This weekend the government and protest movement claims of public support will be put to the test at the polling booth
This Sunday Hong Kong holds district council elections. Normally a sleepy affair with low turnout, this year they have become a focus of intense interest.
Nearly six months of protests have upended daily life, and the poll is expected to serve as a kind of proxy referendum on the movement and its calls for greater democratic rights.
Even as violence escalated, there have been strong demonstrations of public solidarity with frontline protestors. But Hong Kong authorities argue a silent majority backs their hardline stance.
This weekend both sides claims of popular support will be put to the test at the polling booth, in an election that is no longer simply about who sits on relatively toothless local councils.
Its is one of the few avenues we have left to express our voice, said Lokman Tsui, assistant professor of communication at the Chinese University of Hong Kong: When you are continually and structurally being disenfranchised, you hold onto any right you have left.
How will the elections work?
Hongkongers will be asked to choose 452 district councillors, who serve on 18 different councils across the city. All Hong Kong permanent residents who are 18 or over have the right to vote. Voting opens at 7.30am, with over 600 polling stations across the city serving 4.13m registered voters.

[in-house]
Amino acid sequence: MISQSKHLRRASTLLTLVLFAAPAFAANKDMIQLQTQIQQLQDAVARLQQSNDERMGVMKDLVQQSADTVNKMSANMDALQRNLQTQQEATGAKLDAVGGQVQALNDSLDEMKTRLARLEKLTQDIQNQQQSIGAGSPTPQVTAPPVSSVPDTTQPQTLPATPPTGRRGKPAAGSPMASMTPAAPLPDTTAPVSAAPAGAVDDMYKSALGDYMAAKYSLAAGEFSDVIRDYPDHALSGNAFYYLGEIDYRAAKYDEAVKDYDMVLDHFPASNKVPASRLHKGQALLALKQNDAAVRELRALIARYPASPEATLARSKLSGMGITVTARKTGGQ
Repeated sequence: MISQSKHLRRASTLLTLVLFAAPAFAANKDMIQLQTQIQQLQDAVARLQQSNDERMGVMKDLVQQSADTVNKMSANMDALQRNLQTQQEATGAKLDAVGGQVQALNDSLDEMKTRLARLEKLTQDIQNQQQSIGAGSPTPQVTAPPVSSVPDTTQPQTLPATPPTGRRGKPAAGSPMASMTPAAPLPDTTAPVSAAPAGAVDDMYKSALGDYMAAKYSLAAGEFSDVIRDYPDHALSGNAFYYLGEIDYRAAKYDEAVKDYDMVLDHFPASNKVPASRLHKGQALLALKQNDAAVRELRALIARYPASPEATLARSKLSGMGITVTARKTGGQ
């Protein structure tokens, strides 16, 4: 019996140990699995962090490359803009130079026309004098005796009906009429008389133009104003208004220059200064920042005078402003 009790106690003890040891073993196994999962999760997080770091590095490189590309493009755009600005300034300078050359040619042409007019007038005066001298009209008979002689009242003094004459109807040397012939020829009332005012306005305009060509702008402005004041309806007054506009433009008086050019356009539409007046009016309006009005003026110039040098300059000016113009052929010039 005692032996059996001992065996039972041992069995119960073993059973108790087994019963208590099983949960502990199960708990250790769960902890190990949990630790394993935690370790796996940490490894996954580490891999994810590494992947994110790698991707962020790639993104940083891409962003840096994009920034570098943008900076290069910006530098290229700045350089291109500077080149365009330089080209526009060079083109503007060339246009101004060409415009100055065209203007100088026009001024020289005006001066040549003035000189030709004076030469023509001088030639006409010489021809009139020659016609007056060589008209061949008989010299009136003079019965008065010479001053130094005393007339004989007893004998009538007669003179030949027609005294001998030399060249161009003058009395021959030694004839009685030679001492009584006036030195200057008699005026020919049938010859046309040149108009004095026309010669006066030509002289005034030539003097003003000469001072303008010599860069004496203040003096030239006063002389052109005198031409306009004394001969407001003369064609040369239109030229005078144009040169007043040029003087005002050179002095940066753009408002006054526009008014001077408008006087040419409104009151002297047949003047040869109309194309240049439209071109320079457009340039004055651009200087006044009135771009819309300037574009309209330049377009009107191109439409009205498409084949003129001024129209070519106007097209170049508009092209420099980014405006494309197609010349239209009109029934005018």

Polls close at 10.30pm, and vote counting starts straight away. The first results are likely to come through in the early hours of Monday morning and the full picture should be clear by the time the city goes back to work.
In the last elections, pro-Beijing parties won a clear majority, over 783,000 votes compared with 540,000 for opposition pro-democracy parties. It gave them 298 of the seats, and control of all but one of the district councils.
Now pro-democracy parties hope to significantly erode or overturn that lead. They will be looking at the overall number of votes cast for their candidates, not just the number of seats they can take.
Who is competing?
Hong Kong has a plethora of small political parties, that broadly divide into two camps. The pro-Beijing establishment holds the balance of power, while pro-democracy groups serve almost perpetually in opposition, both on the district councils and in the citys legislature.
Deep pockets and strict discipline have helped pro-Beijing parties smooth their way to victory in past elections. The DAB democratic alliance for the betterment and progress of Hong Kong is easily the citys biggest party.
There is no equivalent heavyweight party on the pro-democracy side. The multitude of groups have struggled with fractured political alliances, and lack of funds in the past. But this year they have been united by a common enemy.
For the first time ever, they aim to field candidates in every seat, including strongly pro-Beijing areas that have gone uncontested in the past. That will allow them to fight for a greater number of votes overall. They are also coordinating where candidates stand, to avoid splitting the anti-establishment vote.